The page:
US Space Force to Launch X-37B Spy Plane on May 16

The Department of the Air Force Rapid Capabilities Office, in partnership with the U.S. Space Force, is scheduled to launch the sixth mission of the X-37B Orbital Test Vehicle (OTV-6) on May 16 from Cape Canaveral Air Force Station, Florida.

USAF to Launch X-37B Spy Plane on May 16
Encapsulated X-37B Orbital Test Vehicle for United States Space Force-7 mission

The plane will be launched aboard a United Launch Alliance Atlas V rocket. The mission is officially called USSF-7.

“In today’s age of electrons, space systems track storms, locate stranded motorists, timestamp credit card transactions, and monitor treaty compliance,” said Secretary of the Air Force Barbara Barrett. “Demonstrating the department’s innovation, this X-37B mission will host more experiments than any prior missions. This launch also demonstrates the department’s collaboration that pushes the boundaries for reusable space systems.”

USAF to Launch X-37B Spy Plane on May 16

Experiments are to include studying the effects of space travel on various materials on board, and the effect of space radiation on seeds, Barrett added.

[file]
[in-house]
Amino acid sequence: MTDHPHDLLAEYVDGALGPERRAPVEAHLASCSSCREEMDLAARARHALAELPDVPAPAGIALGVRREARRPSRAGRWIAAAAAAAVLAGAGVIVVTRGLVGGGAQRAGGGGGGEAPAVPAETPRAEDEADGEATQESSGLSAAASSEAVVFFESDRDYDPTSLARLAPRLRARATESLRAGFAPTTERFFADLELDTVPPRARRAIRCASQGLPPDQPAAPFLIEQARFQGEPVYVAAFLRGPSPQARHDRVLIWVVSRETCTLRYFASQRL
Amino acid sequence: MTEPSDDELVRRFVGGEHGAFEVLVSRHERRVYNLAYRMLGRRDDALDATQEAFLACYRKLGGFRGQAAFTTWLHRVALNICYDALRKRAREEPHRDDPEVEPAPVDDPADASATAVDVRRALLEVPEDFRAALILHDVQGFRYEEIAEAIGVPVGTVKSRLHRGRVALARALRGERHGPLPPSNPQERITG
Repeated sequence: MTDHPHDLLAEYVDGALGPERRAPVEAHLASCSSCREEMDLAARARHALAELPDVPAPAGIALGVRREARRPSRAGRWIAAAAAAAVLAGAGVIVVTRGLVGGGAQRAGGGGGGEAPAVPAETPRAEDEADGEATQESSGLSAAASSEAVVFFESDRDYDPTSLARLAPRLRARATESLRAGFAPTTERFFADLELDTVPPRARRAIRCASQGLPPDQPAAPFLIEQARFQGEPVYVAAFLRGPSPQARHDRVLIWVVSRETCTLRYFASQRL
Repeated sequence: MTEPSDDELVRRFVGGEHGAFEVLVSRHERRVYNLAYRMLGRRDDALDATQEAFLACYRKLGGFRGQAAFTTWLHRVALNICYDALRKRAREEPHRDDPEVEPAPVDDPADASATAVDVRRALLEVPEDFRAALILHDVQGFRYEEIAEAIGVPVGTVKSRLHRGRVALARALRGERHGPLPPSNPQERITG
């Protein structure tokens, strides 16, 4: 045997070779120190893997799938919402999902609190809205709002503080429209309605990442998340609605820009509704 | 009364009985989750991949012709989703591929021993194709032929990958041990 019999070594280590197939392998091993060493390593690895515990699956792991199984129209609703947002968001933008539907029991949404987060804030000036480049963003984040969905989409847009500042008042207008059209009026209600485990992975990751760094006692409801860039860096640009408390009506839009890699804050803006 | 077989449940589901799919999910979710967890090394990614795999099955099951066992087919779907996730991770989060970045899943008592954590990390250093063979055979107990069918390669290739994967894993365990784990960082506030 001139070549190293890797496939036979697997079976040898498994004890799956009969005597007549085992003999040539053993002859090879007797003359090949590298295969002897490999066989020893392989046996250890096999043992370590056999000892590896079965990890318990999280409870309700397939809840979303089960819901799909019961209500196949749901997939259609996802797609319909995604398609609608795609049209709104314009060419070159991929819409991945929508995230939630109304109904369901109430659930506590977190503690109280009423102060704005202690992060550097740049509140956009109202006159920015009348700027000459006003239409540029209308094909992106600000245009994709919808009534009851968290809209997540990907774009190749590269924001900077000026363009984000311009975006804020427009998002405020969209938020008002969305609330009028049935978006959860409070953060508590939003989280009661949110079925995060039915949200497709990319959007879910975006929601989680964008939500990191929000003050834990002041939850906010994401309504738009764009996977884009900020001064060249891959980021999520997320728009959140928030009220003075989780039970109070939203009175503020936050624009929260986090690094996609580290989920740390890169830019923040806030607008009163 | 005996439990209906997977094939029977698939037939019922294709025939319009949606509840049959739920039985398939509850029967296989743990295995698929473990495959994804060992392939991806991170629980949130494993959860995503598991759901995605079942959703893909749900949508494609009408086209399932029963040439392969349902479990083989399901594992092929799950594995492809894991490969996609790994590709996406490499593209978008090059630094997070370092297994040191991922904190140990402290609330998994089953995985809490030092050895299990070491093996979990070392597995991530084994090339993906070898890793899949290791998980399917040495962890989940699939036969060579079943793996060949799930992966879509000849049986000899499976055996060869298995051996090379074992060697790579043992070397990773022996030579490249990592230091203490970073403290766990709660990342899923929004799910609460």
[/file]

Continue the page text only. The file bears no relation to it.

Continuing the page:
The ability to test new systems in space and return them to Earth is unique to the X-37B program and enables the U.S. to more efficiently and effectively develop space capabilities necessary to maintain superiority in the space domain, U.S. Space Force said in a statement Wednesday.

The X-37B remains a Department of the Air Force asset; however, the U.S. Space Force is responsible for the launch, on-orbit operations, and landing.

“The X-37B continues to break barriers in advancing reusable space vehicle technologies and is a significant investment in advancing future space capabilities,” said Air Force Chief of Staff Gen. David Goldfein.

USAF to Launch X-37B Spy Plane on May 16

This will be the first X-37B mission to use a service module to host experiments. The service module is an attachment to the aft of the vehicle that allows additional experimental payload capability to be carried to orbit.

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The mission will deploy the FalconSat-8, a small satellite developed by the U.S. Air Force Academy and sponsored by the Air Force Research Laboratory to conduct several experiments on orbit. The FalconSat-8 is an educational platform that will carry five experimental payloads for USAFA to operate.

In addition, two National Aeronautics and Space Administration experiments will be included to study the results of radiation and other space effects on a materials sample plate and seeds used to grow food. Finally, the U.S. Naval Research Laboratory, will transform solar power into radio frequency microwave energy which could then be transmitted to the ground.

The X-37B program completed its fifth mission in October 2019, landing after 780 days on orbit, extending the total number of days spent on orbit for the spacecraft to 2,865 – or seven years and 10 months.

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